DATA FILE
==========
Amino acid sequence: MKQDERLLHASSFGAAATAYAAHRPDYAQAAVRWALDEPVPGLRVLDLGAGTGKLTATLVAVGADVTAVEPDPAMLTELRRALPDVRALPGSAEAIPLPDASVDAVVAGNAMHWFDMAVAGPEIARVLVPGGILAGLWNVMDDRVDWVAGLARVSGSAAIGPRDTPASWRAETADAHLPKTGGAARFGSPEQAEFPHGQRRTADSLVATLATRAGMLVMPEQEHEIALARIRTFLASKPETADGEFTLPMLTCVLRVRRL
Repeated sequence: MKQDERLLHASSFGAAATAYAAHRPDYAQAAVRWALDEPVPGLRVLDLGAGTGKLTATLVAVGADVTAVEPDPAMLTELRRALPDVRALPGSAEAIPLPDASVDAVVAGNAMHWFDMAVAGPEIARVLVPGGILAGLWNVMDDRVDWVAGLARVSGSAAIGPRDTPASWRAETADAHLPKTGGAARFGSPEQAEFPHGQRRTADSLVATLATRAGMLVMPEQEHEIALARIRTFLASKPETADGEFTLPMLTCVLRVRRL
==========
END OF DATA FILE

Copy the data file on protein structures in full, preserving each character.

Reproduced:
Amino acid sequence: MKQDERLLHASSFGAAATAYAAHRPDYAQAAVRWALDEPVPGLRVLDLGAGTGKLTATLVAVGADVTAVEPDPAMLTELRRALPDVRALPGSAEAIPLPDASVDAVVAGNAMHWFDMAVAGPEIARVLVPGGILAGLWNVMDDRVDWVAGLARVSGSAAIGPRDTPASWRAETADAHLPKTGGAARFGSPEQAEFPHGQRRTADSLVATLATRAGMLVMPEQEHEIALARIRTFLASKPETADGEFTLPMLTCVLRVRRL
Repeated sequence: MKQDERLLHASSFGAAATAYAAHRPDYAQAAVRWALDEPVPGLRVLDLGAGTGKLTATLVAVGADVTAVEPDPAMLTELRRALPDVRALPGSAEAIPLPDASVDAVVAGNAMHWFDMAVAGPEIARVLVPGGILAGLWNVMDDRVDWVAGLARVSGSAAIGPRDTPASWRAETADAHLPKTGGAARFGSPEQAEFPHGQRRTADSLVATLATRAGMLVMPEQEHEIALARIRTFLASKPETADGEFTLPMLTCVLRVRRL